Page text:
Stock GN 1x 2.48" 4.8 sq. in. 0%
OEM- Oversize* 1x 2.75" 5.9 sq. in. 20%
Wilwood Dynalite 4x 1.75" 4.8 sq. in. 0%
S-10 Blazer 2x 40mm 3.9 sq. in. -19% (performance LOSS!)
PBR Caliper (Baer)** 2x 38mm 3.5 sq. in. -27% (again, LOSS!)

*"OEM-Oversize" is the OEM style aftermarket calipers such as those made by Wilwood and US Brakes. They are the same style as the stock GM calipers but they have a larger piston. These calipers would be a direct swap for factory GN calipers. This is also the same piston size as the "big brake" option for the B body GM cars. If you use the "Police Package" brakes from a Caprice those also have a single 2.75" piston. However, the B Body calipers are a different style than the GN caliper; to use the B body calipers you have to use B body spindles.


**The often lauded Camaro/Corvette calipers are also 2x 38mm like the PBR, etc.


The Caliper info is interesting because it seems that the only real upgrade to be had here is the OEM style oversize calipers. That's interesting becasue they are among the most inexpensive as well.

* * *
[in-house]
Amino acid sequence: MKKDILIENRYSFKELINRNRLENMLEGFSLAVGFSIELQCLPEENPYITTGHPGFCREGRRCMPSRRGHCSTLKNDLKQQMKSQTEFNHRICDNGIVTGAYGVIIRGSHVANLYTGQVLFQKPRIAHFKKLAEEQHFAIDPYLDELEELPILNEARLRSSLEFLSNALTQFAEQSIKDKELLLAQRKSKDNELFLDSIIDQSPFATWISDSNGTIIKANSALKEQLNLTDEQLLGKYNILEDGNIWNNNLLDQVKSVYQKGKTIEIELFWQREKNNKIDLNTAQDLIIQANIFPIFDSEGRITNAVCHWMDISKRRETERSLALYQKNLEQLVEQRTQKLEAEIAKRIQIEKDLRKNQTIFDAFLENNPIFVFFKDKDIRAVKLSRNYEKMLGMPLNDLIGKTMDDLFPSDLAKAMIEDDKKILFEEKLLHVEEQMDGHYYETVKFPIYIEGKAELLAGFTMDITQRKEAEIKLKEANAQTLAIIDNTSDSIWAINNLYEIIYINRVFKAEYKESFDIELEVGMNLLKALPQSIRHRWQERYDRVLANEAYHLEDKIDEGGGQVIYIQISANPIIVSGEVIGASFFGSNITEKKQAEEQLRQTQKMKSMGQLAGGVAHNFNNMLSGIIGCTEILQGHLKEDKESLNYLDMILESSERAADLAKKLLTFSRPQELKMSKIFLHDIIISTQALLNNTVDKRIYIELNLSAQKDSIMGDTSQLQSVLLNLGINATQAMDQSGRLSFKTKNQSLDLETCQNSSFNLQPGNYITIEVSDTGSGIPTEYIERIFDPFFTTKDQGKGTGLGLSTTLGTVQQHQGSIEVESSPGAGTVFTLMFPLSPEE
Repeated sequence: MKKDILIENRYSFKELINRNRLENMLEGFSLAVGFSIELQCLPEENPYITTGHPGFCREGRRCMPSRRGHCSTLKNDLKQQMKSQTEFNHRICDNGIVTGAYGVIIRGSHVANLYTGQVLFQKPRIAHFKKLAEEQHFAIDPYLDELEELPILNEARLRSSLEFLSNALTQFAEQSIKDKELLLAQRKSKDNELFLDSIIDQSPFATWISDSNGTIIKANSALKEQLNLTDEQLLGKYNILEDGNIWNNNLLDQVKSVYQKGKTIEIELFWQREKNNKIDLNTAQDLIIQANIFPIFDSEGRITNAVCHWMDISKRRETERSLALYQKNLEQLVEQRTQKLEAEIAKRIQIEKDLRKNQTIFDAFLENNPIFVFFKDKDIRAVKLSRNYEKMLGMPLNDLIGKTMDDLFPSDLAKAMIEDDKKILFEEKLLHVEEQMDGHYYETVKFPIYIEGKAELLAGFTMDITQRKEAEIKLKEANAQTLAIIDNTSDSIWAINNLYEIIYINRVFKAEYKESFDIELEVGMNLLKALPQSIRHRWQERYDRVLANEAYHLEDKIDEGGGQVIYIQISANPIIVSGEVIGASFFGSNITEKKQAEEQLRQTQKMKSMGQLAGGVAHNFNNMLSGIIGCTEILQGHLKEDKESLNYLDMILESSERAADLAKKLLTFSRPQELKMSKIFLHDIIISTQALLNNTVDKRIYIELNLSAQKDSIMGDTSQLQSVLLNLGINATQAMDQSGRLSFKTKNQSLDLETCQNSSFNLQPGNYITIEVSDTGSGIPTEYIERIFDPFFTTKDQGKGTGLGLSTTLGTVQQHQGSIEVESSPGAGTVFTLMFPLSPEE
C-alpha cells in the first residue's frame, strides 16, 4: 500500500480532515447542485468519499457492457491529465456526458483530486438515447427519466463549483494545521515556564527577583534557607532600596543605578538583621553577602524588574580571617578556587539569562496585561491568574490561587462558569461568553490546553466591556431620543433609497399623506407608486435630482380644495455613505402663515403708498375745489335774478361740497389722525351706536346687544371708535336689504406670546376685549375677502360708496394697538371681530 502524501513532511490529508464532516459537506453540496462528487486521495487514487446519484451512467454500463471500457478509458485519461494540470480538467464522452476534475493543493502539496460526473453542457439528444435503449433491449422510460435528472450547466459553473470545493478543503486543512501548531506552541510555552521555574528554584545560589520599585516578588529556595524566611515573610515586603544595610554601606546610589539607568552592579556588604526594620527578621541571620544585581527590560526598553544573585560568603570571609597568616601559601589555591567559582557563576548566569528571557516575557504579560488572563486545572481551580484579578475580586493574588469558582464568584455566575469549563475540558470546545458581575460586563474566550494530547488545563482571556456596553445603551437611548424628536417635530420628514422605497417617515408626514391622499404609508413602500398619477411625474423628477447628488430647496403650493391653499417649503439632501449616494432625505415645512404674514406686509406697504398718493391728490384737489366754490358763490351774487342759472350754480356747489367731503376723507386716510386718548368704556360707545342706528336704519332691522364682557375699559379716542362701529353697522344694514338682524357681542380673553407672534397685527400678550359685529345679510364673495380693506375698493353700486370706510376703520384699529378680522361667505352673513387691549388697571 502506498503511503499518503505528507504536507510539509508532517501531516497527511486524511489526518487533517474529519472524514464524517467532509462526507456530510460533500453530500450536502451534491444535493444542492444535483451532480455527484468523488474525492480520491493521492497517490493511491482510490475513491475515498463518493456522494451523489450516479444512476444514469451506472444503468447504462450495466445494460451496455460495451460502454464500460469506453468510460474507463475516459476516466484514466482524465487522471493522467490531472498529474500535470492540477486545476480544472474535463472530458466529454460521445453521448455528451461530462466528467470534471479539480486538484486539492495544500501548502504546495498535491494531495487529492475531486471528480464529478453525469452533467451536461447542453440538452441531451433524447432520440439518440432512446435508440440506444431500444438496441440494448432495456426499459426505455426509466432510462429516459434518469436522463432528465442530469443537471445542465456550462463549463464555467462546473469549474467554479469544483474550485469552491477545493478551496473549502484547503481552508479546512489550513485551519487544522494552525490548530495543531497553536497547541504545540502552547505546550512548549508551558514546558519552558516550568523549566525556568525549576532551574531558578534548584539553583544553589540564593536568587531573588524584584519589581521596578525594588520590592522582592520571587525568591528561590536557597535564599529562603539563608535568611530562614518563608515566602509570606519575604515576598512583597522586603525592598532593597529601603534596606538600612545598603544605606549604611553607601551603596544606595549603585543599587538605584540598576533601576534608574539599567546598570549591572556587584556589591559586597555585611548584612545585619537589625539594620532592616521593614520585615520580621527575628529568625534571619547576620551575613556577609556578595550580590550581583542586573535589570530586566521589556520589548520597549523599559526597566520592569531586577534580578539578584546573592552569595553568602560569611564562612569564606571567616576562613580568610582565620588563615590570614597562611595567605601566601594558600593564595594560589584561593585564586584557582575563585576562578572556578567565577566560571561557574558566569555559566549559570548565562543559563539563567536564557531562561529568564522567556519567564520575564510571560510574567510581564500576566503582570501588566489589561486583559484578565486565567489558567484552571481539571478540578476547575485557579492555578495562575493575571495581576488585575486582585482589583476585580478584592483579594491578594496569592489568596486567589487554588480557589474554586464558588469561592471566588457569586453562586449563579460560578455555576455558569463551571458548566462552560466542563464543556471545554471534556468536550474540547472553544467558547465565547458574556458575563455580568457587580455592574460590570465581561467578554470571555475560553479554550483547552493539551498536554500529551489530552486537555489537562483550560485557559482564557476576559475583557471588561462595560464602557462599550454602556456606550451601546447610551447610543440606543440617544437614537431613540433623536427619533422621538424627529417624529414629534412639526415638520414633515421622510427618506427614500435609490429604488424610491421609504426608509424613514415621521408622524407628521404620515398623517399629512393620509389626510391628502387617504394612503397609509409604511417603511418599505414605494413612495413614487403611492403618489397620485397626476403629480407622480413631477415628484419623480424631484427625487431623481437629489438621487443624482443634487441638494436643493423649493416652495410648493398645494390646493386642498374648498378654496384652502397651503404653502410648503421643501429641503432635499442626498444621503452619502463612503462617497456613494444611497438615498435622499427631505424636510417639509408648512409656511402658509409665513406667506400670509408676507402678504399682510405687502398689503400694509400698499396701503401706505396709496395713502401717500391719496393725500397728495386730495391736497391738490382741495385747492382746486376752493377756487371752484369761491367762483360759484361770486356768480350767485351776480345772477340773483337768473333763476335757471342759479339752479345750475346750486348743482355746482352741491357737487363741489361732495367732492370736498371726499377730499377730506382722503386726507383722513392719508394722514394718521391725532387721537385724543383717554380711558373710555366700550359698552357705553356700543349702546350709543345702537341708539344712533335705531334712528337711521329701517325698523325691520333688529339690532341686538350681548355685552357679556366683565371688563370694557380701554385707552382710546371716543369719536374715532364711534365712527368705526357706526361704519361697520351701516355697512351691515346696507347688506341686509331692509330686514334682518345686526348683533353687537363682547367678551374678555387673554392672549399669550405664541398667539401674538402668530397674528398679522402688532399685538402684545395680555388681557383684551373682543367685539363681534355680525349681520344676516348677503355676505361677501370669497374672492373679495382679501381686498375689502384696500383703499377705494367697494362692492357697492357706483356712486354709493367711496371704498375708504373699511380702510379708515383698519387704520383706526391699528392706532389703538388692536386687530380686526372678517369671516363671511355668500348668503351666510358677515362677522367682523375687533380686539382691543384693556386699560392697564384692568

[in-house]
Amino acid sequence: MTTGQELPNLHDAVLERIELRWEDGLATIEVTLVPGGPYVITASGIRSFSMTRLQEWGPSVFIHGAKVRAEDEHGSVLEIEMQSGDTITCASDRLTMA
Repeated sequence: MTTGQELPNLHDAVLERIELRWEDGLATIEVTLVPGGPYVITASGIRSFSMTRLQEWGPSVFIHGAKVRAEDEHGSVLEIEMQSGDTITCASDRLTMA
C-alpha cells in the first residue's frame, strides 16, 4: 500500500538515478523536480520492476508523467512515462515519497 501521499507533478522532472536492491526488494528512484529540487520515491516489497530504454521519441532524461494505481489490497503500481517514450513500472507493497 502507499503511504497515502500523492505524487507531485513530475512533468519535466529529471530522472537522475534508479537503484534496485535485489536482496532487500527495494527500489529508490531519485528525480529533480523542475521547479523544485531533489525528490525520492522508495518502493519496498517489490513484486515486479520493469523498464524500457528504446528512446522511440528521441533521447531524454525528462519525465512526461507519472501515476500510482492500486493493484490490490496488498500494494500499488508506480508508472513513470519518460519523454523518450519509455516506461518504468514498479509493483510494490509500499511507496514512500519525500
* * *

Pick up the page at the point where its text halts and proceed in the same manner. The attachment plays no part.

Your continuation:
These numbers are multiplied together when considering a full conversion. So, some examples might be:

B body swap with IROC rotors and Police Package Calipers 1.24 x 1.20 = 49% improvement

Wilwood aftermarket kit (12" rotors and Dynalite caliper)= 1.24 x 1.00 = 24% improvement

10" Discs + Overize OEM style caliper such as the US Brake = 1.00 x 1.20 = 20% improvement

12" Discs + Blazer calipers = 1.24 x 0.81 = Almost no improvement

13" Discs + PBR calipers (Baer kit) = 1.35 x 0.73 = 2% LOSS! (Perhaps this is why Baer recommends swapping in a smaller bore master cylinder???)

Of course, this information is only part of the puzzle. Larger discs are also good for better cooling. So, even though the above example of the Baer kit would respond in a small LOSS in braking power, the 13" discs in that kit WOULD have much better fading resistance compared to stock. For autocross or road course driving they would be far superior to stock due to this.

Likewise, some calipers are stiffer than others. My comparison was of clamping pressure only. Perhaps some of the calipers are stiffer than others, which might offer a benefit that I did not take into account.
4 piston calipers donít work off of 2 pistons. You get the clamping force of all 4 pistons; not just 2. Otherwise; thereíd be little advantage to 4 piston calipers.

Rotor diameter does not help the braking system. Swept Area is what youíre looking for; and you usually get that from a larger rotor.